Curb Records has finally granted a release date to Tim McGraw’s album Emotional Traffic of January 17,2012.
On Wednesday, Tim McGraw won an initial court battle against Curb Records in his long bout to be absolved from his Curb contract and get his album Emotional Traffic released. The win means McGraw is now free to record new music and pursue a new label “outside of his contract” with Curb, but in no way means he’s out of the woods. A full trial is set for July, when the decision will be made if McGraw was in breach of his contract, and if so, what the penalty is. Curb wants McGraw to make another original album, beyond Emotional Traffic and his contractual obligations, because they say Emotional Traffic’s music was recorded too soon after his last album.
McGraw has said before that he wants to have new music out by March. Despite the win, McGraw may still be bound by certain elements of his Curb contract, and by court orders from the ongoing lawsuit. The full findings from the judge are expected in about a week. However less than 2 hours after the court ruling came down, Curb finally moved on releasing some of the Emotional Traffic music. The verdict came down at 2:30 PM, and by 4:30 PM, radio stations and media outlets had been informed that Tim McGraw’s latest single “Better Than I Used To Be” was being released to radio.
The release of “Better Than I Used To Be” is Curb Records showing its ass. It makes Curb look desperate, and is contradictory to Curb’s own statements. The crux of their argument for not releasing Emotional Traffic is that the content is not “topical” enough, though Curb has proven over the years, this has never stopped them before. They also asserted that there weren’t any good singles on Emotional Traffic, however their first action after the court ruling was to release one, and the other single they released from the album “Feel Good On My Lips” became a #1 hit.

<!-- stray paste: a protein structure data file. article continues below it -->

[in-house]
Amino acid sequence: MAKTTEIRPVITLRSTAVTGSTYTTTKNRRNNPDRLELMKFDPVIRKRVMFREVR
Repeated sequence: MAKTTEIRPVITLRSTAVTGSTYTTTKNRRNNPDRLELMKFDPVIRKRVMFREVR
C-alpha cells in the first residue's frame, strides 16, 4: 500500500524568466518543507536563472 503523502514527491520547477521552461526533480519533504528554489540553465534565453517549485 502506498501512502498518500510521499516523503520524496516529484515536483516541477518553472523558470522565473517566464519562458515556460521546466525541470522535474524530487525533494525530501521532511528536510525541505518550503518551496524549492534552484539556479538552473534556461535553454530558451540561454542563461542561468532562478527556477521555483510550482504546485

Record labels are rarely bound to release singles from albums unless they see fit.
Emotional Traffic could make Curb Records millions of dollars, but if McGraw is able to move on from the project and release new music with another label, it could trump Emotional Traffic’s impact. So Curb may be rushing to release a single, and may finally give Emotional Traffic a release date soon instead of allowing the content to spoil. They also might be trying to trump Tim McGraw, similar to how they did with Hank3 when they released his album Hillbilly Joker they previously rejected. Curb released Hillbilly Joker right before Hank3’s first independent releases, diluting sales of Hank3’s new albums, and confusing consumers.
Whatever Curb’s motivations or plans, it looks like the tide has turned for Tim McGraw. However the battle is far from over, and fans should not be happy about the single release, they should be wary of its motivations. Mike Curb is shrewd if he is anything, and no doubt this move was pre-calculated to coincide with the court order.